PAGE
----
Walking down a Woodbridge street peppered with lawn signs blaring the names of Robinson, Banks, Hassan and Hollier, it's immediately clear that there are no obvious winners in the wide-open 4th District election for the Michigan House.
11 Democrats are competing in the Aug. 7 primary for the newly drawn House seat, which represents a diverse group of constituents in Hamtramck and Detroit. While some boast long public service records, the open seat allowed four young candidates, all men -- Marcelus Brice, 28, Adam Hollier, 26, Mervin White, 24 and Jonathan Wright, 26 -- to jump headfirst into the race with vigor.
(Rep. Maureen Stapleton, who currently represents the 4th District, has been redrawn into the 6th, where she is running against Rep. Rashida Tlaib.)
"When you see an open seat, that's maybe a once-in-a-lifetime opportunity," said Jonathan Wright. He's a Virginia native who went to University of Michigan for undergrad, and then law school out-of-state, before moving to Detroit to start a life with his new wife (they married just days before the election).
Wright sees himself as the most conservative of the Democratic candidates, which he says would be a boon in the House; Wright anticipates that he'll be able to makes friend across the aisle. Despite his confidence, his down-to-earth attitude can approach cynicism when he's asked about the power of a state Rep. to make big changes, as well as his ability to win -- at least this time around.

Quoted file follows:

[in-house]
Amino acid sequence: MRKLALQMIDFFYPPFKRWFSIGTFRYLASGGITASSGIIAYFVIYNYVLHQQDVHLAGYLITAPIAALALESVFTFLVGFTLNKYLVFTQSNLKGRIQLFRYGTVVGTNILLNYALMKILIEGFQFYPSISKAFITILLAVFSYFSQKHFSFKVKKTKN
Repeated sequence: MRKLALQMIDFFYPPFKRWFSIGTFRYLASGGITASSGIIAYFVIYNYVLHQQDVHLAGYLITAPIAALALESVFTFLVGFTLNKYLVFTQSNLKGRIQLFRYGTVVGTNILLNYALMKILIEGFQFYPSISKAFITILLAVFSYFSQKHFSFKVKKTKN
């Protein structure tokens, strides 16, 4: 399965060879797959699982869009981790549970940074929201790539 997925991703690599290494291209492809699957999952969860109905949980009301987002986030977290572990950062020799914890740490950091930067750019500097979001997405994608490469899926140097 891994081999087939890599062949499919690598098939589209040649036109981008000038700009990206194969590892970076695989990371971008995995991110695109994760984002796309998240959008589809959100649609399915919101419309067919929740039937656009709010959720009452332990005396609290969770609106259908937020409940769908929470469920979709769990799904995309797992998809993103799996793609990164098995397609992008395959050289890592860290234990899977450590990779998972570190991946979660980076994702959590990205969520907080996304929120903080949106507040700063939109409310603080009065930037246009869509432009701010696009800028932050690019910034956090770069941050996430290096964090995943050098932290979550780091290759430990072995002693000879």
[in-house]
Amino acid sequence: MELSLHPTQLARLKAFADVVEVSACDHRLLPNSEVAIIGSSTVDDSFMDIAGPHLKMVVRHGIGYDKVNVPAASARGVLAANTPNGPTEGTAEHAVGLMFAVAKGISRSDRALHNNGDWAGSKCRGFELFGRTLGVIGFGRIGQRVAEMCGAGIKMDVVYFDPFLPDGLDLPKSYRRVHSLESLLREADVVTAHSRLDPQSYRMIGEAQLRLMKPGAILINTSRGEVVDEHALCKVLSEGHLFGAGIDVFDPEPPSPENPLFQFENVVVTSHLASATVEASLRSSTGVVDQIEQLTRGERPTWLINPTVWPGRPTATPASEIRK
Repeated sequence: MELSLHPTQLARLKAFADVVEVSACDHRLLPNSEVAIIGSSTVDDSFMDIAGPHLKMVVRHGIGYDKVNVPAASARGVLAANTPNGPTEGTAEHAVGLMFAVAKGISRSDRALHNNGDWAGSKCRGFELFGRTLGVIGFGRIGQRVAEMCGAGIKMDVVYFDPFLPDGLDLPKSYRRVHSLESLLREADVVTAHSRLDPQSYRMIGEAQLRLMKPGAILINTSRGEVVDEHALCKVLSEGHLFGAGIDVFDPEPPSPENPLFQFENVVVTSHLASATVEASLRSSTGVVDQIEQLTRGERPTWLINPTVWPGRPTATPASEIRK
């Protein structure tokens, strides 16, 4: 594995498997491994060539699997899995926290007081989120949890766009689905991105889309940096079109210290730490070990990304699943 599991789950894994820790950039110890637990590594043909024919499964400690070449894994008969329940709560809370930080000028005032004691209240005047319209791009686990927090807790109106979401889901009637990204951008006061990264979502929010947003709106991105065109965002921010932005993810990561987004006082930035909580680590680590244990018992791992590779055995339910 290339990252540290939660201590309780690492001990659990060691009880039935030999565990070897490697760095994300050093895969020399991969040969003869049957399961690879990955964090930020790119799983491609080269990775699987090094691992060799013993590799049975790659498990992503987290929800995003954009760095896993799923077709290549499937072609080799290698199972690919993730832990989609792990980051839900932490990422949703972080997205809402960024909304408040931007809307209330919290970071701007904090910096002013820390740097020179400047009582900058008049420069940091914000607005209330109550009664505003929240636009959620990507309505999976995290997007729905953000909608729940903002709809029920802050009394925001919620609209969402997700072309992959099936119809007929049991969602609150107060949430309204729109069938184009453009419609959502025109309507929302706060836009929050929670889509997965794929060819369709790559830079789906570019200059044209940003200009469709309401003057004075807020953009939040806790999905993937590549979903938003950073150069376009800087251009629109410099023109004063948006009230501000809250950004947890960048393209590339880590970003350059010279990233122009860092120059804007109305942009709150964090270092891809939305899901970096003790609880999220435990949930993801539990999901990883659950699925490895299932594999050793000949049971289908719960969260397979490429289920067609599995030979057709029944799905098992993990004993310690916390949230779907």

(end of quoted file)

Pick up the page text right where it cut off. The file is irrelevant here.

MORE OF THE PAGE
"State Reps. can make a difference, but they really can't ensure it," he said. "You've got a lot of guys running thinking they can change everything ASAP. I'd pick little things I know I can focus on. I'm not making these broad, sweeping white-knight-type comments and gestures."
One of those "little things" would be crime. Wright believes he could find support in the legislature for a proposal to bring state troopers into the city of Detroit.
While every young candidate says crime is a major issue, they each bring a different approach to the table.
"What I found out from my community," said Marcelus Brice, speaking of senior citizens, "is they're used to these prescription [drug] prices. What they're not used to be is being afraid to go to the corner store."
Brice, who grew up in Detroit, ran for the House seat two years ago in the old District 4 and has previously worked as president of the MorningSide Community Association and as chair of the Michigan Midtown Democratic Party. He wants to increase the minimum sentence for those who commit crimes against senior citizens, which he says is an increasing problem, while putting more DPD patrol officers on the street to help lower the city's higher-than-average emergency response time.
Brice is also a part-owner of the clothing line Mark England Collection, a resume line that he believes sets him apart from other candidates.
"I know what it's like to create a job," he said.
Crime is also a key issue for Mervin White, who is considering a proposal (which he acknowledges as unpopular) to minimize auto theft by requiring identification to purchase gas. He would also plan to address the city's darkened streetlights and neighborhood blight. The youngest candidate and a native Detroiter, Wright says attending an online university allowed him the time and flexibility to get a jump-start on his public service career. He's interned for Sen. Carl Levin, Congressman John Conyers, Jr. and former Governor Jennifer M. Granholm.
Adam Hollier, the candidate endorsed by the Detroit Free Press and News, points to his community involvement as a strong point. In conversation, he takes a different approach to crime and its negative impact on the city, speaking instead about what's positive.
"It's [about] making Detroit the kind of place you want to live, the kind of place where your dreams are possible," he said. More than safety, transportation is at the top of his agenda, as well as strong neighborhoods and schools.
"We need to do a regional transit authority," Hollier added. "For too long we just haven't made it an issue we're willing to fight for … and it's number one on my agenda."